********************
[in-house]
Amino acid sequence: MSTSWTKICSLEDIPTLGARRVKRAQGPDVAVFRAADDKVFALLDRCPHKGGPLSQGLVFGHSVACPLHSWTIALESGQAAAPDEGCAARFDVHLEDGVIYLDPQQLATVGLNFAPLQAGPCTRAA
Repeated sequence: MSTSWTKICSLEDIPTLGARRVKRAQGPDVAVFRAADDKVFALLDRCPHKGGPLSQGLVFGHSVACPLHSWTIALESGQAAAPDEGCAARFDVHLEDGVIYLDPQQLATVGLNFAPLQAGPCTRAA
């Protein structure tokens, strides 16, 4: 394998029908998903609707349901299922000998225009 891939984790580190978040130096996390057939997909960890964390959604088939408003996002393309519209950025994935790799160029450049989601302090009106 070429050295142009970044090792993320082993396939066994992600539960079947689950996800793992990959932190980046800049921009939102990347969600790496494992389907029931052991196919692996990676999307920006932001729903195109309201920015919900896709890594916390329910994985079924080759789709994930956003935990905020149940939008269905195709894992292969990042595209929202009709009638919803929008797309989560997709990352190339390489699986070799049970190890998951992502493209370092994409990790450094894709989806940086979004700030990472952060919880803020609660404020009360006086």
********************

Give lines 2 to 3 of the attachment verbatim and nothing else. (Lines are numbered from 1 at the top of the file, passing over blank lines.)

Amino acid sequence: MSTSWTKICSLEDIPTLGARRVKRAQGPDVAVFRAADDKVFALLDRCPHKGGPLSQGLVFGHSVACPLHSWTIALESGQAAAPDEGCAARFDVHLEDGVIYLDPQQLATVGLNFAPLQAGPCTRAA
Repeated sequence: MSTSWTKICSLEDIPTLGARRVKRAQGPDVAVFRAADDKVFALLDRCPHKGGPLSQGLVFGHSVACPLHSWTIALESGQAAAPDEGCAARFDVHLEDGVIYLDPQQLATVGLNFAPLQAGPCTRAA